Conversion of Sparse Matrix to Band Matrix Using FPGA for High-Performance Computing
|dc.contributor.author||Chaudhary, Anjani ( )|
|dc.identifier.citation||Chaudhary, A. (2020). Conversion of sparse matrix to band matrix using FPGA for high-performance computing (Unpublished thesis). Texas State University, San Marcos, Texas.|
Low power and high computation speed with less memory storage are essential for a real-time scientific computational application. Applications such as image processing, power system, finite element system, circuit design, data from sensors utilize a large amount of data. An arithmetic operation on a general matrix can take more time and require more memory to store the data. Band matrices could be a key component in many scientific computing applications. A special sparse matrix, i.e., band matrix, has small bandwidth and minimizes storage, efficiently leading to less computation time. This paper presents a design and hardware implementation to convert a sparse matrix to a band matrix for a minimum matrix bandwidth using an existing Reverse Cuthill-Mckee algorithm (RCM).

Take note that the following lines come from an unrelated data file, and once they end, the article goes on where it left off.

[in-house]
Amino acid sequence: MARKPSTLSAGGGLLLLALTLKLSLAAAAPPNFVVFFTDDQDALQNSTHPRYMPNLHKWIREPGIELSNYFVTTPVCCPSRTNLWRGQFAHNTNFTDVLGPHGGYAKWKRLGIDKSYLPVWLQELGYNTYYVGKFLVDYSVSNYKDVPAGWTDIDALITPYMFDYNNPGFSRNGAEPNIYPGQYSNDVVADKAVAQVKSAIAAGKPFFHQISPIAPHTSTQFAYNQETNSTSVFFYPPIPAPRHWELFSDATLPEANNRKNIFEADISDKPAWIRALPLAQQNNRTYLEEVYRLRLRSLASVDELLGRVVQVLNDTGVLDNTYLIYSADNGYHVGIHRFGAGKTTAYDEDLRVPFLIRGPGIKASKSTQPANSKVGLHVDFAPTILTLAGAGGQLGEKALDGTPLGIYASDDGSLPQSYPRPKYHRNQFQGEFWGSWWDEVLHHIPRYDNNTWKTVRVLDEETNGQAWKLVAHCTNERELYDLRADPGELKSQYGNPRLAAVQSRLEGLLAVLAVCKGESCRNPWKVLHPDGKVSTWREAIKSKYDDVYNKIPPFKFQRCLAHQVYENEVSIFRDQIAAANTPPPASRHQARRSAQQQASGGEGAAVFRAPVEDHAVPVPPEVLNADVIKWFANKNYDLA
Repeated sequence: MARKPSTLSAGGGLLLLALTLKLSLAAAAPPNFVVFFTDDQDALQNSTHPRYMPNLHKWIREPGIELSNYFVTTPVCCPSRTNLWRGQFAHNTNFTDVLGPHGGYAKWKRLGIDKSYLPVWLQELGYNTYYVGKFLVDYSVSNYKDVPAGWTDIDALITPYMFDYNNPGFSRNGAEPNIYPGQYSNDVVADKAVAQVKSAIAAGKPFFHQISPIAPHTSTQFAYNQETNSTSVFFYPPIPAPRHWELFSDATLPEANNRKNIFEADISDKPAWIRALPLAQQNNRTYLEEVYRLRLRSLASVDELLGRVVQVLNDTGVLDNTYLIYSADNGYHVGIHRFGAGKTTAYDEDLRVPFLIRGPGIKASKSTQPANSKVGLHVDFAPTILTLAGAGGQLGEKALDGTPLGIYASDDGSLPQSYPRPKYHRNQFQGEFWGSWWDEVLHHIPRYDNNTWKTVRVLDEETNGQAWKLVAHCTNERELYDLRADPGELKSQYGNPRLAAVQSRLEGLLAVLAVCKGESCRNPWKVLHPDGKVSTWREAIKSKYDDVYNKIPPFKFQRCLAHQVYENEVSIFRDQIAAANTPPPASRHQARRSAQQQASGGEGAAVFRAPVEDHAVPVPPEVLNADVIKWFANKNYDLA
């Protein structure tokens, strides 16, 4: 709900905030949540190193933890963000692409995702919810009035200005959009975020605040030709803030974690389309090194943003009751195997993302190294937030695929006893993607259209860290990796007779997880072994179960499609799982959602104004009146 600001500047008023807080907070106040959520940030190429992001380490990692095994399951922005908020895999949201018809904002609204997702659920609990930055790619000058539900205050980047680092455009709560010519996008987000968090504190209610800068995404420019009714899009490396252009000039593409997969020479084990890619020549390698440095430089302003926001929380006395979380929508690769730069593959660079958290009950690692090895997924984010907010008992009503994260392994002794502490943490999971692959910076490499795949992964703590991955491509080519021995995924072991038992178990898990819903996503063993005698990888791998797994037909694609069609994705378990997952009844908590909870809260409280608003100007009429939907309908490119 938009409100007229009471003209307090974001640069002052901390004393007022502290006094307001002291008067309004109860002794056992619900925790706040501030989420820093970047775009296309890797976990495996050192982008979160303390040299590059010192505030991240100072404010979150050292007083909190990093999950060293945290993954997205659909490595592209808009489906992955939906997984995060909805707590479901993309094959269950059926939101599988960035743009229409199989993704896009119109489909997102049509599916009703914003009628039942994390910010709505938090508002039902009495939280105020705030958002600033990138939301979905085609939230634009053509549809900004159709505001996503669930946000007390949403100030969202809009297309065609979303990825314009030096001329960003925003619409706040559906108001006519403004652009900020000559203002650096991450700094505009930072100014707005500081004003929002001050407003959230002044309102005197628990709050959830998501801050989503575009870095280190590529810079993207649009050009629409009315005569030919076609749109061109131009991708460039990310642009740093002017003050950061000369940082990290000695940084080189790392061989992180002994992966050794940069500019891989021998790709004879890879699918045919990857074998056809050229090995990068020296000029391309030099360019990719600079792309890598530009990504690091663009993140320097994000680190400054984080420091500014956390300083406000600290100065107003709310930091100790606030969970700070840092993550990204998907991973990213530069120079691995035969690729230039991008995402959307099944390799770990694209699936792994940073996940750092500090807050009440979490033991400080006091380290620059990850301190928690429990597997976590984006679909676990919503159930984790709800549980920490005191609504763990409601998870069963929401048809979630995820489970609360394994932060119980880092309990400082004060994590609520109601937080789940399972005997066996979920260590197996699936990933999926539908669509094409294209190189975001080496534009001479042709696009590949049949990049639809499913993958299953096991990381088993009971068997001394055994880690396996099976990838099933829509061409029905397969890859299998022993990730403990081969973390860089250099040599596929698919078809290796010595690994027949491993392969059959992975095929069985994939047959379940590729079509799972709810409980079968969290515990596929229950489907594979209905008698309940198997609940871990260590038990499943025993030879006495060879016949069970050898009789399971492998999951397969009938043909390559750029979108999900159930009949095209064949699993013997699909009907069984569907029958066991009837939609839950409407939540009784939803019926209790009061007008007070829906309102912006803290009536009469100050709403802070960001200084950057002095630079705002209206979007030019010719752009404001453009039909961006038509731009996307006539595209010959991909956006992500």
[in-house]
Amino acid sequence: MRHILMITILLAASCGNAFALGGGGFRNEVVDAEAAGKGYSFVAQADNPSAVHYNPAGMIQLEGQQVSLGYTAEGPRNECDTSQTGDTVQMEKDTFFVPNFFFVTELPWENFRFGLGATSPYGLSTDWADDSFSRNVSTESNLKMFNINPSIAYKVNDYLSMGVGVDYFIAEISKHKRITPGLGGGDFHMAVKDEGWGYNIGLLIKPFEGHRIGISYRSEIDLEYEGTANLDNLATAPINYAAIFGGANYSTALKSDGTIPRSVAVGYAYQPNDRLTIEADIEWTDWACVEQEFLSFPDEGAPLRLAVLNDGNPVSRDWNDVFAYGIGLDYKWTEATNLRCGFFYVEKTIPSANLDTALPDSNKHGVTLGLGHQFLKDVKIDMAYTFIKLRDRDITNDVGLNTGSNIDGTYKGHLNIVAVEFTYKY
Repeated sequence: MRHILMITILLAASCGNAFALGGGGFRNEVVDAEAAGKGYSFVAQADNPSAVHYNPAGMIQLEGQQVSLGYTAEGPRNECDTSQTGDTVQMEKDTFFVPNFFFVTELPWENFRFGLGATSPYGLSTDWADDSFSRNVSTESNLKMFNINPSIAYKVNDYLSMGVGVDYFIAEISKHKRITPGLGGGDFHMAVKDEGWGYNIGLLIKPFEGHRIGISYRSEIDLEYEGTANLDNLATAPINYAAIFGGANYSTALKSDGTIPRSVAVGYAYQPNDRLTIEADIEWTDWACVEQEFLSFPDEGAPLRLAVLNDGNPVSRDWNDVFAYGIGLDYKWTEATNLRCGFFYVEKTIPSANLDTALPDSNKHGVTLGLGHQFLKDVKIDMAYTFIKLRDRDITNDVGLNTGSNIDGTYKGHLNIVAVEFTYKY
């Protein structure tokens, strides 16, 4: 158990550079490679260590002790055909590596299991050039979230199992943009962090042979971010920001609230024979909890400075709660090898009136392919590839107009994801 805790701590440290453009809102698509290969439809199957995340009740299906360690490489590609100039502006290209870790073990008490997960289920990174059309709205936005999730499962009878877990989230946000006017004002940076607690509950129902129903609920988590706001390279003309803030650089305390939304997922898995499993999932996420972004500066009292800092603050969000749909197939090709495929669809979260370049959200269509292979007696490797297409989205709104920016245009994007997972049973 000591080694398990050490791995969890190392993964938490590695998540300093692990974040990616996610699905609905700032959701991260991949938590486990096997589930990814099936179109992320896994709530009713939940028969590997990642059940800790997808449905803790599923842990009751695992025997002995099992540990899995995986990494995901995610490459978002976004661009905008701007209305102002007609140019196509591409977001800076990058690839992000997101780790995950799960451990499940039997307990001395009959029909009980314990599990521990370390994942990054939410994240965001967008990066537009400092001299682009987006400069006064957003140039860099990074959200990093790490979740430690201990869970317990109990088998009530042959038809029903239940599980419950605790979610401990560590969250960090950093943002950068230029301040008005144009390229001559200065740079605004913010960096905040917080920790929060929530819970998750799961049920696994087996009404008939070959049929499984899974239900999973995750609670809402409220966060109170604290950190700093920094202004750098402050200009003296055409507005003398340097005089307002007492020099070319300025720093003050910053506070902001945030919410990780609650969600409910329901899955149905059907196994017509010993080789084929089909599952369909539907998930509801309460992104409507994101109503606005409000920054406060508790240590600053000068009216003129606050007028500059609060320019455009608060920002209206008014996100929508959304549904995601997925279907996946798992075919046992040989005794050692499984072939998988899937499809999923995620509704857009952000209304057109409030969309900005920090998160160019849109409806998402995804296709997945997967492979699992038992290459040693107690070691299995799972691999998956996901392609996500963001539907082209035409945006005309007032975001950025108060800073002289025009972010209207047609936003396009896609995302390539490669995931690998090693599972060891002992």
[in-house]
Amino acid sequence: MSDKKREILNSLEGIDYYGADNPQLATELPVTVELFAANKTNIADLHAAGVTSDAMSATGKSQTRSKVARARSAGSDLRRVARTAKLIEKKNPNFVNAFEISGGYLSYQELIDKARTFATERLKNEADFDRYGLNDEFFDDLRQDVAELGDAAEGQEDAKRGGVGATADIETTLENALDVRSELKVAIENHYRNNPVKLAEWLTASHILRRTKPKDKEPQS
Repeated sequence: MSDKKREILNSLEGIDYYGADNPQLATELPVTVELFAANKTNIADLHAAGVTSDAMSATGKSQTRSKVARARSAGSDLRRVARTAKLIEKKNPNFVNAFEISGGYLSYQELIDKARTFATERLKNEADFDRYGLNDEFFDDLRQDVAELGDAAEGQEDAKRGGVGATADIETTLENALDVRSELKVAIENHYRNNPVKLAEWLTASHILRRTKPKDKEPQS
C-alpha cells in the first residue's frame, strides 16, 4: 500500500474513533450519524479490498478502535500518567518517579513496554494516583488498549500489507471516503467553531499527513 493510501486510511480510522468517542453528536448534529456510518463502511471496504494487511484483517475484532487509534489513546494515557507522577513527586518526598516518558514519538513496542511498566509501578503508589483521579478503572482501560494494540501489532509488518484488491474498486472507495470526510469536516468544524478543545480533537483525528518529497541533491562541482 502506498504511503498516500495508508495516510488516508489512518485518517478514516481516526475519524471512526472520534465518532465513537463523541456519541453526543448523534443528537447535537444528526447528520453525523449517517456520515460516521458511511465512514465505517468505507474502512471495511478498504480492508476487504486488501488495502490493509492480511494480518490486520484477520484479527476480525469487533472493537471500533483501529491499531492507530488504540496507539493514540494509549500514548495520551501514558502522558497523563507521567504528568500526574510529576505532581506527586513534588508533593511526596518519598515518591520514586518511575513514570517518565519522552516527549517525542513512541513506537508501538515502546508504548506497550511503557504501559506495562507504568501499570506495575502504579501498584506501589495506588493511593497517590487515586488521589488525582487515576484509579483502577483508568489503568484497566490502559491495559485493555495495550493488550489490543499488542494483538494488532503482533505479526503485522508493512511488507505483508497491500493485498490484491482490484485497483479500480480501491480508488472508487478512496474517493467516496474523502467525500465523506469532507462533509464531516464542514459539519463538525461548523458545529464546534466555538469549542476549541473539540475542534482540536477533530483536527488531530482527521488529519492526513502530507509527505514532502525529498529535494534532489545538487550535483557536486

The Field Programmable Gate Array (FPGA) hardware design helps to solve larger data problems in terms of memory storage, speeding up many sparse matrix operations. Based on the FPGA hardware, the design and implementation, and synthesis are carried out by keeping in mind the architecture, area, and power requirements. In this research, the Vivado High-Level Synthesis (HLS) language is used. Intellectual Property (IP) generated from HLS will be linked to the ZYNQ processor, which can be implemented in a large system and have flexibility in FPGA based design. For the verification and reporting of this designed system, MATLAB is used.
|dc.format.medium||1 file (.pdf)|
|dc.subject.lcsh||High performance computing|
|dc.subject.lcsh||Information storage and retrieval systems|
|dc.title||Conversion of Sparse Matrix to Band Matrix Using FPGA for High-Performance Computing|
|thesis.degree.grantor||Texas State University|
|thesis.degree.name||Master of Science|
|dc.description.department||Ingram School of Engineering|